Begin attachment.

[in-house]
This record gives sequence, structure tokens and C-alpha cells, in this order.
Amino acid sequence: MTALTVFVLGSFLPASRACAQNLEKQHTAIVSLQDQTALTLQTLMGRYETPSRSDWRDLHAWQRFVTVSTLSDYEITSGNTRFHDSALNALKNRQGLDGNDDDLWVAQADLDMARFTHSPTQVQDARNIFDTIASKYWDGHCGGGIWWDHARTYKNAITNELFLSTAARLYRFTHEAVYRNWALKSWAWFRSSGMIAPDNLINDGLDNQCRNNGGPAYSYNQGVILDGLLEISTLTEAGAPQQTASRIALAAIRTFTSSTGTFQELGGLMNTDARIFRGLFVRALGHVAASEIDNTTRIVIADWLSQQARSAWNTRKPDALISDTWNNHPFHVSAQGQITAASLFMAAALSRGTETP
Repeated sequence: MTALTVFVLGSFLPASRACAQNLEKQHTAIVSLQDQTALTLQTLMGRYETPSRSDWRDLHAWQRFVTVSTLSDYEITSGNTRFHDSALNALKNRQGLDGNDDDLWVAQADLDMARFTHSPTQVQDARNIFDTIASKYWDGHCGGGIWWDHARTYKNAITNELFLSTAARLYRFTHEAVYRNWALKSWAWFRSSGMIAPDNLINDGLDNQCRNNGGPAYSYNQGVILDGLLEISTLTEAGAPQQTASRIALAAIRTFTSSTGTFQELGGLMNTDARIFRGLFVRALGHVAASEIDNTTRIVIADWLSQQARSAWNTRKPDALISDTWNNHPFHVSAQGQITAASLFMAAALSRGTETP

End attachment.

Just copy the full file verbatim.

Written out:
[in-house]
This record gives sequence, structure tokens and C-alpha cells, in this order.
Amino acid sequence: MTALTVFVLGSFLPASRACAQNLEKQHTAIVSLQDQTALTLQTLMGRYETPSRSDWRDLHAWQRFVTVSTLSDYEITSGNTRFHDSALNALKNRQGLDGNDDDLWVAQADLDMARFTHSPTQVQDARNIFDTIASKYWDGHCGGGIWWDHARTYKNAITNELFLSTAARLYRFTHEAVYRNWALKSWAWFRSSGMIAPDNLINDGLDNQCRNNGGPAYSYNQGVILDGLLEISTLTEAGAPQQTASRIALAAIRTFTSSTGTFQELGGLMNTDARIFRGLFVRALGHVAASEIDNTTRIVIADWLSQQARSAWNTRKPDALISDTWNNHPFHVSAQGQITAASLFMAAALSRGTETP
Repeated sequence: MTALTVFVLGSFLPASRACAQNLEKQHTAIVSLQDQTALTLQTLMGRYETPSRSDWRDLHAWQRFVTVSTLSDYEITSGNTRFHDSALNALKNRQGLDGNDDDLWVAQADLDMARFTHSPTQVQDARNIFDTIASKYWDGHCGGGIWWDHARTYKNAITNELFLSTAARLYRFTHEAVYRNWALKSWAWFRSSGMIAPDNLINDGLDNQCRNNGGPAYSYNQGVILDGLLEISTLTEAGAPQQTASRIALAAIRTFTSSTGTFQELGGLMNTDARIFRGLFVRALGHVAASEIDNTTRIVIADWLSQQARSAWNTRKPDALISDTWNNHPFHVSAQGQITAASLFMAAALSRGTETP